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Lew: Medicare, Social Security, military checks first on chopping block if debt deadline missed

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Oct. 10, 2013: Treasury Secretary Jacob Lew is surrounded by photographers prior to testifying on Capitol Hill in Washington. (AP)

Treasury Secretary Jacob Lew delivered a stern warning to Congress on Thursday about the consequences of not raising the debt ceiling, saying Social Security checks and benefits for veterans are among the payments that could be halted in such a scenario. 

Lew testified Thursday before the Senate Finance Committee. He spoke amid claims from some corners that missing the Oct. 17 deadline does not necessarily trigger the doomsday scenario of default on the debt. 

Lew also did not go so far as to claim payments on the debt would be jeopardized after Oct. 17. However, he said myriad other payments inevitably would be -- which he described as a "default" in the general sense.  

"Under any scenario, we will be defaulting on obligations," Lew said. 

Lew, in a written statement, warned that upcoming payments for the following could all be jeopardized before Nov. 1: 

  •  Social Security payments
  •  Medicare payments 
  •  Veteran benefit payments 
  •  Active-duty military salaries 

"The United States should not be put in a position of making such perilous choices for our economy and our citizens," Lew said. 

Lew said missing that deadline would cause financial chaos, hurting the economy and shaking the financial markets to a degree that could cripple the economic recovery. He urged Congress to promptly raise the debt ceiling and pass a spending bill to restore confidence. 

The appearance was yet another public restatement of the administration's stance that Congress needs to pass a spending bill and lift the U.S. borrowing cap before President Obama will negotiate over the nation's budget ills. 

Sen. Orrin Hatch, R-Utah, though, argued that the nation's overspending needs to be dealt with, and he bristled at Obama's repeated claims that the debt ceiling should be raised to pay for spending Congress racked up. "It is a problem that all of us ... need to deal with," Hatch said. 

He also said it is "disconcerting" to hear Social Security and other payments could be stopped.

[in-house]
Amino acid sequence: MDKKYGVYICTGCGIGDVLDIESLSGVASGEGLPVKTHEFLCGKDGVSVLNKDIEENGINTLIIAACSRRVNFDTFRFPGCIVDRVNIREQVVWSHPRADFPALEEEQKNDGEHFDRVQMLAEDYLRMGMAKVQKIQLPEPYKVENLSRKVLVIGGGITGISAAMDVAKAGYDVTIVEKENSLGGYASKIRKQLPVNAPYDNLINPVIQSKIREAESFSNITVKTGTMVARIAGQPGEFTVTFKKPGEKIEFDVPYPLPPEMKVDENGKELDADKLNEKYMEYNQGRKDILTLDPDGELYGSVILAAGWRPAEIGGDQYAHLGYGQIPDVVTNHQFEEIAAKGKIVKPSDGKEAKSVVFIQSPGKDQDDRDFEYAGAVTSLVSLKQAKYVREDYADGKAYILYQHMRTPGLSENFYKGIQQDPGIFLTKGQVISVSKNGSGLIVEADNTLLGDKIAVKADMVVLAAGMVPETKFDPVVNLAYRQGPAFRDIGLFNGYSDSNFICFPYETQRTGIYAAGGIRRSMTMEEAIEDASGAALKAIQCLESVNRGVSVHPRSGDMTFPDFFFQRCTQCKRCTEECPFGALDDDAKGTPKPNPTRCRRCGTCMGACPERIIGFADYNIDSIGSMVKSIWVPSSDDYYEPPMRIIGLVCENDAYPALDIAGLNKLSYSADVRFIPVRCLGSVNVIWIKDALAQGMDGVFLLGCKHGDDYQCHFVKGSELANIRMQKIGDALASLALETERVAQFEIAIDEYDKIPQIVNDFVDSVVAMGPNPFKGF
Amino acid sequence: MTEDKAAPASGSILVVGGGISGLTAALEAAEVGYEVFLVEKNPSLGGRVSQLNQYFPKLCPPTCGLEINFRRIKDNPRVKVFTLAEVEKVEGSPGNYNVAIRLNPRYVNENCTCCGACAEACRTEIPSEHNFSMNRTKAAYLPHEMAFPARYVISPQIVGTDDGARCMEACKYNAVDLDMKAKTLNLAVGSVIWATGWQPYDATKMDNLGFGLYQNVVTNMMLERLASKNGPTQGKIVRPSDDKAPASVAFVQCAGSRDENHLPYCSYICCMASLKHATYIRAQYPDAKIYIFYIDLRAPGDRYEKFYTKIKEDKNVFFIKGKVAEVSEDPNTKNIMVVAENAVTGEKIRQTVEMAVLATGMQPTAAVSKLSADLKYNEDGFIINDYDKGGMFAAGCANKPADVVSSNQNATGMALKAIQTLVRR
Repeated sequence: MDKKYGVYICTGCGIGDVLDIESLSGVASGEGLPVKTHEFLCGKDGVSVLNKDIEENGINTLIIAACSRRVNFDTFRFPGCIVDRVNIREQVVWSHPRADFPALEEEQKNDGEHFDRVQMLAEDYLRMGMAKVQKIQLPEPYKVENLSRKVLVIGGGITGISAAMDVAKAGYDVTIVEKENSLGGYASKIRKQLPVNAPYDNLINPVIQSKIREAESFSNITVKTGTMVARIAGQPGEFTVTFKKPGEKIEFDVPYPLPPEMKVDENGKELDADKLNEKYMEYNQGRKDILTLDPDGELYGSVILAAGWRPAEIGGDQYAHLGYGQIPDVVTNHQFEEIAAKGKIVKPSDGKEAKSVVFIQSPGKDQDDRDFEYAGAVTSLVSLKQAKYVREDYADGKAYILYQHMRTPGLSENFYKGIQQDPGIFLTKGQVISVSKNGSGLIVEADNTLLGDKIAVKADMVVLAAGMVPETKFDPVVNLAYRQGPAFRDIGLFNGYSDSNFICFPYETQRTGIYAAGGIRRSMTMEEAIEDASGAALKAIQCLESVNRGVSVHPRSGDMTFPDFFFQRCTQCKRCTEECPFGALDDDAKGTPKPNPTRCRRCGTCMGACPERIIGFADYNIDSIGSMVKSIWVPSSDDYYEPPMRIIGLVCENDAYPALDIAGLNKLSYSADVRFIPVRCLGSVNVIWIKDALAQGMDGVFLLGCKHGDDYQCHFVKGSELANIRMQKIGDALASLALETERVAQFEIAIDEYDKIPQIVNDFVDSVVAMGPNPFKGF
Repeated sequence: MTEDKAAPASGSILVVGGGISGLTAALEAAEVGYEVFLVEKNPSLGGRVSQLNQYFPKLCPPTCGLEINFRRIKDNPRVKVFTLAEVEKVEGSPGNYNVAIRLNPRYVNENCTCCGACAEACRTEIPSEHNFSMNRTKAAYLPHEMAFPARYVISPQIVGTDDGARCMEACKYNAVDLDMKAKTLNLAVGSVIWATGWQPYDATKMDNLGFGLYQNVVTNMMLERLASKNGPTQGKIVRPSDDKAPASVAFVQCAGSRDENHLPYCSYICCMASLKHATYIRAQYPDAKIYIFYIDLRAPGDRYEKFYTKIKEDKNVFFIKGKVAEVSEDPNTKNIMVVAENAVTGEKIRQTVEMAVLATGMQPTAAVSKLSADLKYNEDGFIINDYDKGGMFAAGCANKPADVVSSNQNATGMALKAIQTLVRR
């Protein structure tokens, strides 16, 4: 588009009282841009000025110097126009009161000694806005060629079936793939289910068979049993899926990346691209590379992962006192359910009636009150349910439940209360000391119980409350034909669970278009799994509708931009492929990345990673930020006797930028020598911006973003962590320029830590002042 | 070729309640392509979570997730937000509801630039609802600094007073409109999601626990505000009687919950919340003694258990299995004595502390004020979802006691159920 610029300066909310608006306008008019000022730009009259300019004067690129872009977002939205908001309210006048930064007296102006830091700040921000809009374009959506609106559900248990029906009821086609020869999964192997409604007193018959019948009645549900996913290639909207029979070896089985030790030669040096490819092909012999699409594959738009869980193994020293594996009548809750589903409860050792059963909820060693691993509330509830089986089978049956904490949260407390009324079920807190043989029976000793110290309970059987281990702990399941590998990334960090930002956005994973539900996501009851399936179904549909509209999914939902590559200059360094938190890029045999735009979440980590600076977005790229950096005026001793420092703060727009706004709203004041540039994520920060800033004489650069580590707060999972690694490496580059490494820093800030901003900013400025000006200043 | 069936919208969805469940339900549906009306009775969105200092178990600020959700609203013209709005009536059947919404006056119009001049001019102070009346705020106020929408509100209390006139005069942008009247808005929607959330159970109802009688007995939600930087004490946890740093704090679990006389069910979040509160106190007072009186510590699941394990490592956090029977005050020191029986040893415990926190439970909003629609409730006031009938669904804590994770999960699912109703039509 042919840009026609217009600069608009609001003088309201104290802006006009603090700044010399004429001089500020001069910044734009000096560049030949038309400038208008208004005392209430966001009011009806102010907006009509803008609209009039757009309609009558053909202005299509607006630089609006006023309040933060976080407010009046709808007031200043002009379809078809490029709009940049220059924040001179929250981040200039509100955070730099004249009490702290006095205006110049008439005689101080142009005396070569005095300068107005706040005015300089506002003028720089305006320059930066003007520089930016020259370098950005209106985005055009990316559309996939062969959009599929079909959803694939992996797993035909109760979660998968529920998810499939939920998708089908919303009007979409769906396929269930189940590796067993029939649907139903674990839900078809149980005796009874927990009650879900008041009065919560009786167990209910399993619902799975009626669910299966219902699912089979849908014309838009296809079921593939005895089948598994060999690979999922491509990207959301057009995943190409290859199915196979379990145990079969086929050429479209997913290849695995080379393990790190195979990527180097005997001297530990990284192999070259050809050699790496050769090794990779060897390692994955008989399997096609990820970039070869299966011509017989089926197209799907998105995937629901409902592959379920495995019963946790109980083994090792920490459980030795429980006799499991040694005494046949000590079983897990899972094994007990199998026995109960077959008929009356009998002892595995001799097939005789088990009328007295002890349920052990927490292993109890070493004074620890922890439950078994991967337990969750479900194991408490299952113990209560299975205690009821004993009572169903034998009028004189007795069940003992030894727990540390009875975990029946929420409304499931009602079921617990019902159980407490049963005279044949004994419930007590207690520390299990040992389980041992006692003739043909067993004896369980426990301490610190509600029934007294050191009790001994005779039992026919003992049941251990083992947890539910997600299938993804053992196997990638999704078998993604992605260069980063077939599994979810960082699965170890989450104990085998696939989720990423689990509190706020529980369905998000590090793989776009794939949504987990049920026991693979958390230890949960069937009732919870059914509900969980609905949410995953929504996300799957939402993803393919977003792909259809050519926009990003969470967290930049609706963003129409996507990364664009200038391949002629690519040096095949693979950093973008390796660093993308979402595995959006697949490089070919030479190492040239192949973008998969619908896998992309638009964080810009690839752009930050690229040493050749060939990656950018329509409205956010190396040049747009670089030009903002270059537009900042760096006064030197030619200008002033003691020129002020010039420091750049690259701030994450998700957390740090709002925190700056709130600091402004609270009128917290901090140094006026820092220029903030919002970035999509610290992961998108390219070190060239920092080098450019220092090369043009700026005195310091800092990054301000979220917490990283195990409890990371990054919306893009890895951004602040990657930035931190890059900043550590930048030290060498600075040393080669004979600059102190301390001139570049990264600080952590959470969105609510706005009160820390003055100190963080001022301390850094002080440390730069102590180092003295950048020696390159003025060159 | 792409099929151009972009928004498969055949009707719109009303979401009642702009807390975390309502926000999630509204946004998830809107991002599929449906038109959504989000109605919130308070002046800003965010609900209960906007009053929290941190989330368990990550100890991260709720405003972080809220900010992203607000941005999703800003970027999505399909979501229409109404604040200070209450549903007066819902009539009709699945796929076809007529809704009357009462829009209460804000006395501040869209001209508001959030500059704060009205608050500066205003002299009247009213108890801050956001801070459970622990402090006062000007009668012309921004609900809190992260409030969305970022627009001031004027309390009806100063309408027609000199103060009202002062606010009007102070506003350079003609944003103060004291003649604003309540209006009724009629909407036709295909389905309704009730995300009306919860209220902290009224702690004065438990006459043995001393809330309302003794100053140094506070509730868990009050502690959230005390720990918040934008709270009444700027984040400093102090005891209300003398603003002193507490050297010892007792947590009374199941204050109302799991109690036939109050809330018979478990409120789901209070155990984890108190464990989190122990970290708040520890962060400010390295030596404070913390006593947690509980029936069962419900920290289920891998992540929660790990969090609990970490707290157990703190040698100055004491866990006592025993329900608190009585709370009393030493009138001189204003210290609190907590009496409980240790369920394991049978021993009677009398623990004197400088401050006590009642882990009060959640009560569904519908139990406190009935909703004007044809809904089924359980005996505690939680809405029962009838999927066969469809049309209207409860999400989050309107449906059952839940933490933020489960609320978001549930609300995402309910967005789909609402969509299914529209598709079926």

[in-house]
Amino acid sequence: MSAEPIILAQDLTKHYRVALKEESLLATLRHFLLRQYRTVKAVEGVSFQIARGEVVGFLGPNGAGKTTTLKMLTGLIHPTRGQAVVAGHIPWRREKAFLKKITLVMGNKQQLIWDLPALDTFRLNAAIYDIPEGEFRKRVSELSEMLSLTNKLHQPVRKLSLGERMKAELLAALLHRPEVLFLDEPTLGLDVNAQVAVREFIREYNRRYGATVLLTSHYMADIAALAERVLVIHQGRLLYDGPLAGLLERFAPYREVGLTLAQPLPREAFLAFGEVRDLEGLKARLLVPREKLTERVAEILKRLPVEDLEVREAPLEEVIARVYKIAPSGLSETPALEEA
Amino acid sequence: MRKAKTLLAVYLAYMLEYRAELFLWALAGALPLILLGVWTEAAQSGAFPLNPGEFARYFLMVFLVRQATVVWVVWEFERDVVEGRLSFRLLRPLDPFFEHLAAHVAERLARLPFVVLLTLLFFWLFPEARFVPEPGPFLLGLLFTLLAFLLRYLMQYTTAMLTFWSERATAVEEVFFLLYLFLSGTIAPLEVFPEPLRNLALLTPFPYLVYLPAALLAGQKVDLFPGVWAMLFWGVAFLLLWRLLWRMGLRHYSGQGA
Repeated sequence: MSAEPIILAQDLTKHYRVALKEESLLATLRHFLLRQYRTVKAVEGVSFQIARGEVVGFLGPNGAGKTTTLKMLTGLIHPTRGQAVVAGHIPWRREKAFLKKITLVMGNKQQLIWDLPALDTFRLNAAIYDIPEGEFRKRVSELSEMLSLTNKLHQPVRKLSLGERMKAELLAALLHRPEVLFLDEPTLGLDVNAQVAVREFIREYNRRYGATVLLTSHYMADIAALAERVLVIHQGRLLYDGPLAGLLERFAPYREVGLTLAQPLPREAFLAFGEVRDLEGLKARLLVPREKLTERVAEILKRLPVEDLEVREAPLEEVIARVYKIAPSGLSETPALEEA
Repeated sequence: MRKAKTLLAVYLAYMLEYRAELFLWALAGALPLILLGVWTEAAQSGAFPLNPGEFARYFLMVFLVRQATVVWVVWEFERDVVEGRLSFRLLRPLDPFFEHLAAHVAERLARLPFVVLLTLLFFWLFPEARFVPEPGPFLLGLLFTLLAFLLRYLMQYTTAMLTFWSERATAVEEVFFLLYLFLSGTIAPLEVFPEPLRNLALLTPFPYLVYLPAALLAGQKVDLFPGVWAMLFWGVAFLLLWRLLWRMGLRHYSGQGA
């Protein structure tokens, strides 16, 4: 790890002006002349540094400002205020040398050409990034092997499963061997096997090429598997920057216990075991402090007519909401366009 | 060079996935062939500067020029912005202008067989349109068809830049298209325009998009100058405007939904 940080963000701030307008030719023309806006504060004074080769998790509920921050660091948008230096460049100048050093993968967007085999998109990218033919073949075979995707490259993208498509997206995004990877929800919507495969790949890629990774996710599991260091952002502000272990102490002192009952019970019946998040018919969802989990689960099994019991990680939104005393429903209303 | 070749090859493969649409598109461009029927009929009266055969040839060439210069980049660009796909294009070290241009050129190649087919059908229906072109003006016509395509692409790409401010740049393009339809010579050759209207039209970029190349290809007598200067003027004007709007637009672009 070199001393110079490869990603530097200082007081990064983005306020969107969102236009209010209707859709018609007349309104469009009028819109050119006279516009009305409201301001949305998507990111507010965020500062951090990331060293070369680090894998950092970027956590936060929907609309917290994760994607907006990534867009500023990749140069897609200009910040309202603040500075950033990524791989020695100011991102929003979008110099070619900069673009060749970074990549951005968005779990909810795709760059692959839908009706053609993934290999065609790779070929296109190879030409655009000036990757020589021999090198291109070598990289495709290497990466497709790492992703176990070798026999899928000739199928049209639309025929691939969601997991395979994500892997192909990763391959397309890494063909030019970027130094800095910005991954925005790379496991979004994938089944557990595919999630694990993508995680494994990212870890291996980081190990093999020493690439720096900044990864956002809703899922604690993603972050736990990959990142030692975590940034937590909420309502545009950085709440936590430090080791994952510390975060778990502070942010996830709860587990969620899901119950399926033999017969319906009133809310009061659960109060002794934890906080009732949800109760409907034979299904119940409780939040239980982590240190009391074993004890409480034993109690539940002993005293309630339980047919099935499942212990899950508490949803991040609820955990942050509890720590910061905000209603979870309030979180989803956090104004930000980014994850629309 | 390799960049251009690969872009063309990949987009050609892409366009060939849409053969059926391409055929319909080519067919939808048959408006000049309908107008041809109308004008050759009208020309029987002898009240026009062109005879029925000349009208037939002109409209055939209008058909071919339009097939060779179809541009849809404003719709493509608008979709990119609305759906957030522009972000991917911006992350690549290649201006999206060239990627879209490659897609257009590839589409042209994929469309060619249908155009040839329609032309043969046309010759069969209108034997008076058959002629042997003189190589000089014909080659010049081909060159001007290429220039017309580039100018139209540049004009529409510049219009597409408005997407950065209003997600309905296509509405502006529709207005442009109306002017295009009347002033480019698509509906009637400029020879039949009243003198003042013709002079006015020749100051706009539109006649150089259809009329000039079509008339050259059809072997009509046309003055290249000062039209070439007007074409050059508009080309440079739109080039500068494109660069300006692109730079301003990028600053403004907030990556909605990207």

In a glimmer of hope for a possible deal, some Republicans are discussing the possibility of permitting a short-term increase in the debt ceiling to allow for further negotiations. Obama is hosting top House Republicans on Thursday afternoon to discuss the impasse, which so far has resulted in a partial government shutdown. 

The next big deadline is Oct. 17, when the Treasury Department says the government will exhaust ways to pay all its bills without an increase in the debt ceiling. 

Credit-rating agency Moody's, though, released an analysis on Wednesday that claimed even if the government missed that deadline, a default on the debt would not happen. Moody's argues that the Treasury Department would find a way to pay interest on its debt above all else. 

"We believe the government would continue to pay interest and principal on its debt, even in the event that the debt limit is not raised, leaving its creditworthiness intact," the analysis said. "The debt limit restricts government expenditures to the amount of its incoming revenues; it does not prohibit the government from servicing its debt. There is no direct connection between the debt limit (actually the exhaustion of the Treasury's extraordinary measures to raise funds) and a default." 

The analysis also noted that the next interest payment -- of $5.9 billion -- is not due until the end of the month. 

Still, few would claim that the implications of not raising the debt ceiling are minor. Even if the government can pay interest on the debt, it would be unable to pay myriad other obligations -- officials say the government would have to choose between priorities like Social Security checks and many other functions of the federal government. 

The uncertainty could severely damage the economy and shake the financial markets. 

Some officials argue, though, that since this is uncharted territory it's ultimately unclear whether the Treasury Department could prioritize payments -- and that a default on debt is a possibility. 

"A default would be a financial heart attack," Sen. Max Baucus, D-Mont., chairman of the Senate Finance Committee, said Thursday. 

Lew on Thursday also questioned his ability to prioritize payments. 

The Associated Press contributed to this report.